prospective candidates for corresponding analyses. In recent years, a variety
of approaches have been introduced by various authors (see

The remainder of this paper is organized as follows: in
Sect.

Monthly hemispheric sunspot areas (moving averages using a window size of 12 months).

We use monthly data of hemispheric sunspot areas from May 1874 to March 2013
compiled by D. Hathaway, which are available from

The traditional way of characterizing the north–south asymmetry is to
calculate either the absolute area difference

Average monthly hemispheric sunspot areas

In recent years, complex network approaches have tackled a great variety of
challenges in various fields. Among other topics, studying time series from a
network perspective has received considerable interest and has led to the
development of a plethora of algorithms highlighting different aspects of the
complex dynamics encoded in time series data

Let us consider a univariate time series

Schematic illustration of the algorithmic concepts behind

From definition (

Due to its algorithmic simplicity as a parameter-free method, for the purpose
of the following analyses we prefer using the VG concept rather than other
types of time series networks. Another reason for this choice is that the
degree distribution of the resulting network is directly linked with the
fractal properties of the underlying time series

As a notable modification of the standard VG algorithm,

The algorithmic difference between HVG and VG is illustrated in
Fig.

In the following, we will introduce some basic network-theoretic quantities
that we will use for the analysis of asymmetries in hemispheric solar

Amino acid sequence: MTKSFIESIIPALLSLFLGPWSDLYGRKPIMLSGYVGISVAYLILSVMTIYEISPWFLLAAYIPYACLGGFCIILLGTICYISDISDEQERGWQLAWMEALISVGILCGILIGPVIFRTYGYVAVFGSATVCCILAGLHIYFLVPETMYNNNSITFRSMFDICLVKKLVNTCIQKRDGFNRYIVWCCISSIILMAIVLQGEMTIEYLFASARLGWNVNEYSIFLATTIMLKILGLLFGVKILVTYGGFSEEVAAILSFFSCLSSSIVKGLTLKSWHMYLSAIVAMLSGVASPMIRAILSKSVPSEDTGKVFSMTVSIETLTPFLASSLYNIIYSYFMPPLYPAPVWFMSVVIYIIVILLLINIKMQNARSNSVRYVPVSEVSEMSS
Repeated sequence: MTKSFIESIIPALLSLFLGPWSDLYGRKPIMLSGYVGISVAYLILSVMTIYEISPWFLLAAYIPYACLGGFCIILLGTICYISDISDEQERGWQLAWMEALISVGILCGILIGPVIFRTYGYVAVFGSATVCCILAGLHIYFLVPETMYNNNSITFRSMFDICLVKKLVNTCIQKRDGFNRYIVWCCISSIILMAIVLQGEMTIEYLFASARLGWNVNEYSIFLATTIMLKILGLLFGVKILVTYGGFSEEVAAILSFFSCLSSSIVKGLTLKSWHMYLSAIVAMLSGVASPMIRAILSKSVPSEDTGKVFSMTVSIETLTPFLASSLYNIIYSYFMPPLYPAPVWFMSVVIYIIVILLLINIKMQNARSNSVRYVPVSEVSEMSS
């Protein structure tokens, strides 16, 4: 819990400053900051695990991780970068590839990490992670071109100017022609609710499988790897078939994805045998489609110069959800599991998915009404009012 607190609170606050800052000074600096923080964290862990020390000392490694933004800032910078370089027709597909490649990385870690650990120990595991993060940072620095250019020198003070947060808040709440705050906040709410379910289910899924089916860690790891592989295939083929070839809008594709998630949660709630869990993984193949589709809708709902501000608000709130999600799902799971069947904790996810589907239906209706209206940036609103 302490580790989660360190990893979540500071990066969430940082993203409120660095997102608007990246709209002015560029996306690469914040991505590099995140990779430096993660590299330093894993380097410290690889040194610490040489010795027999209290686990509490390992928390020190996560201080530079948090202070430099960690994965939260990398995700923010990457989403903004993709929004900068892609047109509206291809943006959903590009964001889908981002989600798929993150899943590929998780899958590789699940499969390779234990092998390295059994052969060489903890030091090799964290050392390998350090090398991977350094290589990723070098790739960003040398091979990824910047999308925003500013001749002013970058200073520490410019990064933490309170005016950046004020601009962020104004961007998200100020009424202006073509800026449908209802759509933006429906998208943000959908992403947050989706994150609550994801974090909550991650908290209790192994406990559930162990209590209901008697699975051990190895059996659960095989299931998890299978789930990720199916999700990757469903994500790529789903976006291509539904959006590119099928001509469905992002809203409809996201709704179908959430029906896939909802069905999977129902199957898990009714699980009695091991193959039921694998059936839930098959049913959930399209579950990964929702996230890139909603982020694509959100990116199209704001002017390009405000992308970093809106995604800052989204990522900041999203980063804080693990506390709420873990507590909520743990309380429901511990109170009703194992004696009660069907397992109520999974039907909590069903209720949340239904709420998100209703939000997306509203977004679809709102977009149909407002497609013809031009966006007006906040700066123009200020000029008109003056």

activity. For

Based on the thus-obtained (H)VGs, we proceed as follows:

From the two (H)VGs, we have two sets of neighbors,

The

Notably, we can define

In a similar spirit to the joint degree sequence, we can quantify the
number of edges associated with time

Based on the latter definitions, we can proceed in a similar way as in
Eq. (

In general, we suggest that the nonlinear properties

The (H)VG-based properties introduced above can be computed separately for each point in time. However, this strategy may have certain drawbacks: on the one hand, conditional and joint degree sequences exhibit only integer values, so that considering their time variation would imply dealing with discrete-valued and possibly highly fluctuating data. On the other hand, the approximately 11-year solar activity cycle will be clearly visible in the degree sequences and, hence, the joint and conditional degree sequences. Taken together, both effects can be expected to successfully undertake any interpretation of the obtained results.